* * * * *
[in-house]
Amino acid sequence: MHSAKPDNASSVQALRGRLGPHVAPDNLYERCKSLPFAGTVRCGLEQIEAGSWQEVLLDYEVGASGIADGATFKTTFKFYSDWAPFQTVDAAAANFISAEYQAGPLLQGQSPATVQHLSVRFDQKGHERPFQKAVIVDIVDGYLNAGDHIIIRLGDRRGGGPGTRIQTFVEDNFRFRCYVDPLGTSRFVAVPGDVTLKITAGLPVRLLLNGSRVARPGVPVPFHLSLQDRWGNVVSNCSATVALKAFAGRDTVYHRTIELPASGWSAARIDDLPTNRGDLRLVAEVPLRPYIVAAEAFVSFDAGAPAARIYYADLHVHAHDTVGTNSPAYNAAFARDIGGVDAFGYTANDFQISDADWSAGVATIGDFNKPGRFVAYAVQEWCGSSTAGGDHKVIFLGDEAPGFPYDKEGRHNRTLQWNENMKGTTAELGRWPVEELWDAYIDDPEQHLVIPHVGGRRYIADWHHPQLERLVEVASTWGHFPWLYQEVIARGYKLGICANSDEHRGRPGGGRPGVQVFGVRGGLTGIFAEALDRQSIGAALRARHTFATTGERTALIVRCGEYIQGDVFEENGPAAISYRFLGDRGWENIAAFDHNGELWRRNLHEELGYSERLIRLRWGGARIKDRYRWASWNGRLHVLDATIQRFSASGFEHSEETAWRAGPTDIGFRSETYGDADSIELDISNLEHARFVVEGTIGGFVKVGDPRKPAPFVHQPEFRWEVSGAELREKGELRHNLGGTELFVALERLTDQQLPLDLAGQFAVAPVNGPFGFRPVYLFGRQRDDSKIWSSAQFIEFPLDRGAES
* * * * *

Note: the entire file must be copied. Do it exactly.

[in-house]
Amino acid sequence: MHSAKPDNASSVQALRGRLGPHVAPDNLYERCKSLPFAGTVRCGLEQIEAGSWQEVLLDYEVGASGIADGATFKTTFKFYSDWAPFQTVDAAAANFISAEYQAGPLLQGQSPATVQHLSVRFDQKGHERPFQKAVIVDIVDGYLNAGDHIIIRLGDRRGGGPGTRIQTFVEDNFRFRCYVDPLGTSRFVAVPGDVTLKITAGLPVRLLLNGSRVARPGVPVPFHLSLQDRWGNVVSNCSATVALKAFAGRDTVYHRTIELPASGWSAARIDDLPTNRGDLRLVAEVPLRPYIVAAEAFVSFDAGAPAARIYYADLHVHAHDTVGTNSPAYNAAFARDIGGVDAFGYTANDFQISDADWSAGVATIGDFNKPGRFVAYAVQEWCGSSTAGGDHKVIFLGDEAPGFPYDKEGRHNRTLQWNENMKGTTAELGRWPVEELWDAYIDDPEQHLVIPHVGGRRYIADWHHPQLERLVEVASTWGHFPWLYQEVIARGYKLGICANSDEHRGRPGGGRPGVQVFGVRGGLTGIFAEALDRQSIGAALRARHTFATTGERTALIVRCGEYIQGDVFEENGPAAISYRFLGDRGWENIAAFDHNGELWRRNLHEELGYSERLIRLRWGGARIKDRYRWASWNGRLHVLDATIQRFSASGFEHSEETAWRAGPTDIGFRSETYGDADSIELDISNLEHARFVVEGTIGGFVKVGDPRKPAPFVHQPEFRWEVSGAELREKGELRHNLGGTELFVALERLTDQQLPLDLAGQFAVAPVNGPFGFRPVYLFGRQRDDSKIWSSAQFIEFPLDRGAES